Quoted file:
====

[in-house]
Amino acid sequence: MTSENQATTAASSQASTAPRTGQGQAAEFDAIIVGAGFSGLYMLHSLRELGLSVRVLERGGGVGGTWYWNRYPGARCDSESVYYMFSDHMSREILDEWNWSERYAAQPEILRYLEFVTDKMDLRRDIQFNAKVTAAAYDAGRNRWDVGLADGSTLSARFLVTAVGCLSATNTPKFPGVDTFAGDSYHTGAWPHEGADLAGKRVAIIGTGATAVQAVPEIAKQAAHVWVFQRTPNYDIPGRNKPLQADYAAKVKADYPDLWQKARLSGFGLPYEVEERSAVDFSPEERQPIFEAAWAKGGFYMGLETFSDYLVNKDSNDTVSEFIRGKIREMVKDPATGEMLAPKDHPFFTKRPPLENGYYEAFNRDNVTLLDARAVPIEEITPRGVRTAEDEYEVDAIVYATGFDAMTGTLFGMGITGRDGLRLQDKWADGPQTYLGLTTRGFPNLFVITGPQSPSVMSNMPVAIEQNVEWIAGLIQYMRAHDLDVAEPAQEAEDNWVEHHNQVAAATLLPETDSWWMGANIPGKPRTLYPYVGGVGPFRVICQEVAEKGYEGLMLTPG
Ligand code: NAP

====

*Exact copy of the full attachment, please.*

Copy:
[in-house]
Amino acid sequence: MTSENQATTAASSQASTAPRTGQGQAAEFDAIIVGAGFSGLYMLHSLRELGLSVRVLERGGGVGGTWYWNRYPGARCDSESVYYMFSDHMSREILDEWNWSERYAAQPEILRYLEFVTDKMDLRRDIQFNAKVTAAAYDAGRNRWDVGLADGSTLSARFLVTAVGCLSATNTPKFPGVDTFAGDSYHTGAWPHEGADLAGKRVAIIGTGATAVQAVPEIAKQAAHVWVFQRTPNYDIPGRNKPLQADYAAKVKADYPDLWQKARLSGFGLPYEVEERSAVDFSPEERQPIFEAAWAKGGFYMGLETFSDYLVNKDSNDTVSEFIRGKIREMVKDPATGEMLAPKDHPFFTKRPPLENGYYEAFNRDNVTLLDARAVPIEEITPRGVRTAEDEYEVDAIVYATGFDAMTGTLFGMGITGRDGLRLQDKWADGPQTYLGLTTRGFPNLFVITGPQSPSVMSNMPVAIEQNVEWIAGLIQYMRAHDLDVAEPAQEAEDNWVEHHNQVAAATLLPETDSWWMGANIPGKPRTLYPYVGGVGPFRVICQEVAEKGYEGLMLTPG
Ligand code: NAP